The combined pressure-thermal inactivation kinetics of spores from three strains of anaerobic (Clostridium sporogenes, C. tyrobutylicum, and Thermoanaerobacterium thermosaccharolyticum), and six strains of aerobic (Bacillus amyloliquefaciens and B. sphaericus) bacteria were studied. Spores of these bacteria were prepared in deionized water or minced egg patty and treated in a custom-made kinetic tester over various pressure (0.1 and 700 MPa) and thermal (105 and 121C) combinations. Survivor data were modeled using log-linear and Weibull models to obtain relevant kinetic parameters. In comparison to thermal treatment alone, the combined pressure-thermal conditions accelerated the inactivation of the spores tested. Spores became less sensitive to pressure changes at higher temperatures. A measurable fraction of spore populations was inactivated during the pressure come-up time. Pressure-assisted thermal processing (PATP) at 700 MPa and 121C for 1 min inactivated up to 7-8 log for some of spores tested. Among bacteria evaluated, T. thermosaccharolyticum, B. amyloliquefaciens Fad 82, and Fad 11/2 were found to produce the most PATP resistant organisms. PATP inactivation plots showed characteristic upward curvature, which is indicative of the tailing behavior. The developed kinetic model parameters for various aerobic and anaerobic spores under well-defined pressure-thermal conditions could be used for the evaluation of various critical PATP parameters. Experiments underway for in-situ measurement of thermal conductivity, compression heating, and electrical conductivity of selected liquid foods under elevated pressure. Experiments were conducted using custom fabricated high-pressure equipment. Thermal conductivity of the tested food materials increased linearly with increase in pressure. Compression heating values of polar liquids exhibited a linear trend with increase in pressure and a non-linear trend was observed with non-polar liquids and fatty acids. Among the liquids with varying polarity, compression-heating values decreased with increasing polarity index during high pressure processing. For 0.1m NaCl at 25C, electrical conductivity increased as a function of pressure from 1.13 S/m at 0.1MPa to 1.35 S/m at 400 MPa and 1.18 S/m at 800 MPa. Studies are in progress to evaluate thermal and electrical conductivity values of liquid foods.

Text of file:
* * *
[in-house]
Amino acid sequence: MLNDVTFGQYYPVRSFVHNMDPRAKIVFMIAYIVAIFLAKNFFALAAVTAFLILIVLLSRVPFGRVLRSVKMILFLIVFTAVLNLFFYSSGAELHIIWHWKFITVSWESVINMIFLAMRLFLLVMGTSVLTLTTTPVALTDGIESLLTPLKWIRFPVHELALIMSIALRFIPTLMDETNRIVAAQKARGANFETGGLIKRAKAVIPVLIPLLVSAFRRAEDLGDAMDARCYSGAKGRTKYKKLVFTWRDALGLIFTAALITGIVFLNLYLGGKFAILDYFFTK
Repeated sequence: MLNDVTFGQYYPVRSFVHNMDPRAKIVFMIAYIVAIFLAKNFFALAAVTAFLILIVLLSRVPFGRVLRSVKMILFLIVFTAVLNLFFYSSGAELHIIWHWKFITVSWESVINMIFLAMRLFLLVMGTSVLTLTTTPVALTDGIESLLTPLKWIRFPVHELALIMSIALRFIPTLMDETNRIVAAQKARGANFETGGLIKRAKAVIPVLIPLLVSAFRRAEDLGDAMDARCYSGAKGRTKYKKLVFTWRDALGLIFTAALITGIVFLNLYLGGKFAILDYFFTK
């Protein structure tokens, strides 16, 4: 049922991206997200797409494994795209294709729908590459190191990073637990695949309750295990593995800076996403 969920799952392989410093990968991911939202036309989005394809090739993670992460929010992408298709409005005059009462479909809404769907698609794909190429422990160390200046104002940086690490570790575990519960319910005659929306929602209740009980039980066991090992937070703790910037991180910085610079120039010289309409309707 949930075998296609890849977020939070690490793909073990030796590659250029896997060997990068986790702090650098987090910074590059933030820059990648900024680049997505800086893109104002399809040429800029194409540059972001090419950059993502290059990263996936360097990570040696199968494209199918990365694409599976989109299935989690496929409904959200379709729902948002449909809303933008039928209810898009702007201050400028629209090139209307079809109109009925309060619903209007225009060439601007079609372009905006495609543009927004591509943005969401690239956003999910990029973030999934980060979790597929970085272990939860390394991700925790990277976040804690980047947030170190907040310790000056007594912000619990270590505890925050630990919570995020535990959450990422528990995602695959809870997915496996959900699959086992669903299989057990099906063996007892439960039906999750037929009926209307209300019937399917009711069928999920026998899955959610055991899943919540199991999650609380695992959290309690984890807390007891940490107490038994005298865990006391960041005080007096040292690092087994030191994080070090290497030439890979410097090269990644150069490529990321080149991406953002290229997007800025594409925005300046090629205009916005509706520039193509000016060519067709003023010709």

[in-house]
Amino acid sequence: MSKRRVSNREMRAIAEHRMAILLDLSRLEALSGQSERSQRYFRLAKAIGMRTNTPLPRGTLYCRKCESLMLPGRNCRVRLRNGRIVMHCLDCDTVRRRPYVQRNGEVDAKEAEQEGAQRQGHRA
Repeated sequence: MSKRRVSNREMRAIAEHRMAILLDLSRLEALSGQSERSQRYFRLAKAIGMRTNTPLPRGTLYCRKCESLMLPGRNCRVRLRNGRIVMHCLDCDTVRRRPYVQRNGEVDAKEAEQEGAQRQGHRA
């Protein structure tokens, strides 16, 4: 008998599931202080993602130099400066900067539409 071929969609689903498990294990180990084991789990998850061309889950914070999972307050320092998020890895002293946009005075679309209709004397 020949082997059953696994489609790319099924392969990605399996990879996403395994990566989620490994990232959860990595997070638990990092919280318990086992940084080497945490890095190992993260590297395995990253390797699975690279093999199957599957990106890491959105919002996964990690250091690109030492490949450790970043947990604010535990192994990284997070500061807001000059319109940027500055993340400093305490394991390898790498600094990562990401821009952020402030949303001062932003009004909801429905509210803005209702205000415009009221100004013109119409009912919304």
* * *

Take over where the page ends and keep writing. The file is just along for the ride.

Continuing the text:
IMPACT: 2005/01/01 TO 2005/12/31